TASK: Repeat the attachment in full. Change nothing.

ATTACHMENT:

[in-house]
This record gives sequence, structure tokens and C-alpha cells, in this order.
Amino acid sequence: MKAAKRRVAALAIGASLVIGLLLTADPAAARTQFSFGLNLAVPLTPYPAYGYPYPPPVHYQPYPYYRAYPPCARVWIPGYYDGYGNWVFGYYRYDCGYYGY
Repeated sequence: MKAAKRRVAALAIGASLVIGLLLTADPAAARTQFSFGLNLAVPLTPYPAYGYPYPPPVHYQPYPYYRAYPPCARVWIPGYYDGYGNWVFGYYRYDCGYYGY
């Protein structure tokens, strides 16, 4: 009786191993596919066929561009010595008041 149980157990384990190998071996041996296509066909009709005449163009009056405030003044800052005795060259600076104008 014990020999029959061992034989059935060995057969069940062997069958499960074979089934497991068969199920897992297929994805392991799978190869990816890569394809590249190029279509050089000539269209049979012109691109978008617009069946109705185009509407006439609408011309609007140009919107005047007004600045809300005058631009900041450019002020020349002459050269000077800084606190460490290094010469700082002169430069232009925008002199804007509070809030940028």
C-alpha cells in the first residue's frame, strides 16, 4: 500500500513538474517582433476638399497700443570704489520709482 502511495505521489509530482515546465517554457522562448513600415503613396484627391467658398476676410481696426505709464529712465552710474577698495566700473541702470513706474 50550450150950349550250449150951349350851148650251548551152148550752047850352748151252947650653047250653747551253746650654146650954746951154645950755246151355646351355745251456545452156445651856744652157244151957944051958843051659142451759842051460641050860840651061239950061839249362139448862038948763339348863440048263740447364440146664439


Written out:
[in-house]
This record gives sequence, structure tokens and C-alpha cells, in this order.
Amino acid sequence: MKAAKRRVAALAIGASLVIGLLLTADPAAARTQFSFGLNLAVPLTPYPAYGYPYPPPVHYQPYPYYRAYPPCARVWIPGYYDGYGNWVFGYYRYDCGYYGY
Repeated sequence: MKAAKRRVAALAIGASLVIGLLLTADPAAARTQFSFGLNLAVPLTPYPAYGYPYPPPVHYQPYPYYRAYPPCARVWIPGYYDGYGNWVFGYYRYDCGYYGY
């Protein structure tokens, strides 16, 4: 009786191993596919066929561009010595008041 149980157990384990190998071996041996296509066909009709005449163009009056405030003044800052005795060259600076104008 014990020999029959061992034989059935060995057969069940062997069958499960074979089934497991068969199920897992297929994805392991799978190869990816890569394809590249190029279509050089000539269209049979012109691109978008617009069946109705185009509407006439609408011309609007140009919107005047007004600045809300005058631009900041450019002020020349002459050269000077800084606190460490290094010469700082002169430069232009925008002199804007509070809030940028």
C-alpha cells in the first residue's frame, strides 16, 4: 500500500513538474517582433476638399497700443570704489520709482 502511495505521489509530482515546465517554457522562448513600415503613396484627391467658398476676410481696426505709464529712465552710474577698495566700473541702470513706474 50550450150950349550250449150951349350851148650251548551152148550752047850352748151252947650653047250653747551253746650654146650954746951154645950755246151355646351355745251456545452156445651856744652157244151957944051958843051659142451759842051460641050860840651061239950061839249362139448862038948763339348863440048263740447364440146664439